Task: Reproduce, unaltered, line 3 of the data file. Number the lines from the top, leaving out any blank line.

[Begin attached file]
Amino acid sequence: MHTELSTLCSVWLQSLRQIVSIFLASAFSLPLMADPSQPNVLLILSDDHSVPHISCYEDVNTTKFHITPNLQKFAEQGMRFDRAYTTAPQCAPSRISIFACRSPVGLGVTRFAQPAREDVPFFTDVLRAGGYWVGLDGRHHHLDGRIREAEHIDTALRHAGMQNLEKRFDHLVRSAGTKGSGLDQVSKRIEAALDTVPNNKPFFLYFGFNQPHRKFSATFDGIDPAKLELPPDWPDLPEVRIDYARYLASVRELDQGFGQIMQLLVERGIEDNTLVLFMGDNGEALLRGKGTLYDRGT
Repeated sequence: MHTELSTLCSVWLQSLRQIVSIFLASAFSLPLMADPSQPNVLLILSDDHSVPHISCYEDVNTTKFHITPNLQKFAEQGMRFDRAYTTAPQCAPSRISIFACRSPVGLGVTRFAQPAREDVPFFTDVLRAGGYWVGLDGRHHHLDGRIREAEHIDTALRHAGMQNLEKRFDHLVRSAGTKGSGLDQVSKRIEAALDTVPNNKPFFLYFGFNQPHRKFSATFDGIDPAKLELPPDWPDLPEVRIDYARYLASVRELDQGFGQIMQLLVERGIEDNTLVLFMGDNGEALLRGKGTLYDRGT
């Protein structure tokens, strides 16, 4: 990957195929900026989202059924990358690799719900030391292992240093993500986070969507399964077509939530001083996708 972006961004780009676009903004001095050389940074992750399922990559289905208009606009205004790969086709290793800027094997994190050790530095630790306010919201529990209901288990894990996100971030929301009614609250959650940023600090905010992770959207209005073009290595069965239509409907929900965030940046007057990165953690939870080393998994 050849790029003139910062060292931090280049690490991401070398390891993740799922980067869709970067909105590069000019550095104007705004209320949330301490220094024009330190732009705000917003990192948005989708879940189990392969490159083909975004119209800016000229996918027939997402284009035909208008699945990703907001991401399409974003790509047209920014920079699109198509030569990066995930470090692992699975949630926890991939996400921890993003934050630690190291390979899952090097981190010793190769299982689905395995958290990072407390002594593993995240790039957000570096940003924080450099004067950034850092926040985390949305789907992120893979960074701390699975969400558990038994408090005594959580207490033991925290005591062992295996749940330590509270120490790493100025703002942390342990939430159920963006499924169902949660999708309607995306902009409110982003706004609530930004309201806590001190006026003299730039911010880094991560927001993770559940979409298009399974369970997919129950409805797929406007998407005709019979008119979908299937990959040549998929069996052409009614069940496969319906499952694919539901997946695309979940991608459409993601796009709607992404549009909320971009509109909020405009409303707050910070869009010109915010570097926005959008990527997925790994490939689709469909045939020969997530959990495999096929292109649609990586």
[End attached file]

């Protein structure tokens, strides 16, 4: 990957195929900026989202059924990358690799719900030391292992240093993500986070969507399964077509939530001083996708 972006961004780009676009903004001095050389940074992750399922990559289905208009606009205004790969086709290793800027094997994190050790530095630790306010919201529990209901288990894990996100971030929301009614609250959650940023600090905010992770959207209005073009290595069965239509409907929900965030940046007057990165953690939870080393998994 050849790029003139910062060292931090280049690490991401070398390891993740799922980067869709970067909105590069000019550095104007705004209320949330301490220094024009330190732009705000917003990192948005989708879940189990392969490159083909975004119209800016000229996918027939997402284009035909208008699945990703907001991401399409974003790509047209920014920079699109198509030569990066995930470090692992699975949630926890991939996400921890993003934050630690190291390979899952090097981190010793190769299982689905395995958290990072407390002594593993995240790039957000570096940003924080450099004067950034850092926040985390949305789907992120893979960074701390699975969400558990038994408090005594959580207490033991925290005591062992295996749940330590509270120490790493100025703002942390342990939430159920963006499924169902949660999708309607995306902009409110982003706004609530930004309201806590001190006026003299730039911010880094991560927001993770559940979409298009399974369970997919129950409805797929406007998407005709019979008119979908299937990959040549998929069996052409009614069940496969319906499952694919539901997946695309979940991608459409993601796009709607992404549009909320971009509109909020405009409303707050910070869009010109915010570097926005959008990527997925790994490939689709469909045939020969997530959990495999096929292109649609990586």